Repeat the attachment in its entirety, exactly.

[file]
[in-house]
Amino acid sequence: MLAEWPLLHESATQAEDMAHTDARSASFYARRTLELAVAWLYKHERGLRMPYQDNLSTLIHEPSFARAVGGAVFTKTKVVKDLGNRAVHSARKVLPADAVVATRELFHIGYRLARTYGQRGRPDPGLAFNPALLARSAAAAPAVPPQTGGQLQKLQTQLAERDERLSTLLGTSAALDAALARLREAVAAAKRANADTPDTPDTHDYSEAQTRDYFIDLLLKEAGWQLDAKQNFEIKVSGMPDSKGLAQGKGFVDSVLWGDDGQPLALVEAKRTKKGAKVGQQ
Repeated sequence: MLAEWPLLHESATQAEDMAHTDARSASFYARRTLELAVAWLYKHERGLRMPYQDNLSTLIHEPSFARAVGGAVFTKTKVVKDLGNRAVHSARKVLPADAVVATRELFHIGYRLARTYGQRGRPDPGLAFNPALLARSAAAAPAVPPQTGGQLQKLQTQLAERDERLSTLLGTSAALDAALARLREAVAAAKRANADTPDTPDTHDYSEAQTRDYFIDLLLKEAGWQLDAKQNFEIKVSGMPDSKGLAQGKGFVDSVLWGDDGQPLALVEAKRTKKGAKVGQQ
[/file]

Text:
[in-house]
Amino acid sequence: MLAEWPLLHESATQAEDMAHTDARSASFYARRTLELAVAWLYKHERGLRMPYQDNLSTLIHEPSFARAVGGAVFTKTKVVKDLGNRAVHSARKVLPADAVVATRELFHIGYRLARTYGQRGRPDPGLAFNPALLARSAAAAPAVPPQTGGQLQKLQTQLAERDERLSTLLGTSAALDAALARLREAVAAAKRANADTPDTPDTHDYSEAQTRDYFIDLLLKEAGWQLDAKQNFEIKVSGMPDSKGLAQGKGFVDSVLWGDDGQPLALVEAKRTKKGAKVGQQ
Repeated sequence: MLAEWPLLHESATQAEDMAHTDARSASFYARRTLELAVAWLYKHERGLRMPYQDNLSTLIHEPSFARAVGGAVFTKTKVVKDLGNRAVHSARKVLPADAVVATRELFHIGYRLARTYGQRGRPDPGLAFNPALLARSAAAAPAVPPQTGGQLQKLQTQLAERDERLSTLLGTSAALDAALARLREAVAAAKRANADTPDTPDTHDYSEAQTRDYFIDLLLKEAGWQLDAKQNFEIKVSGMPDSKGLAQGKGFVDSVLWGDDGQPLALVEAKRTKKGAKVGQQ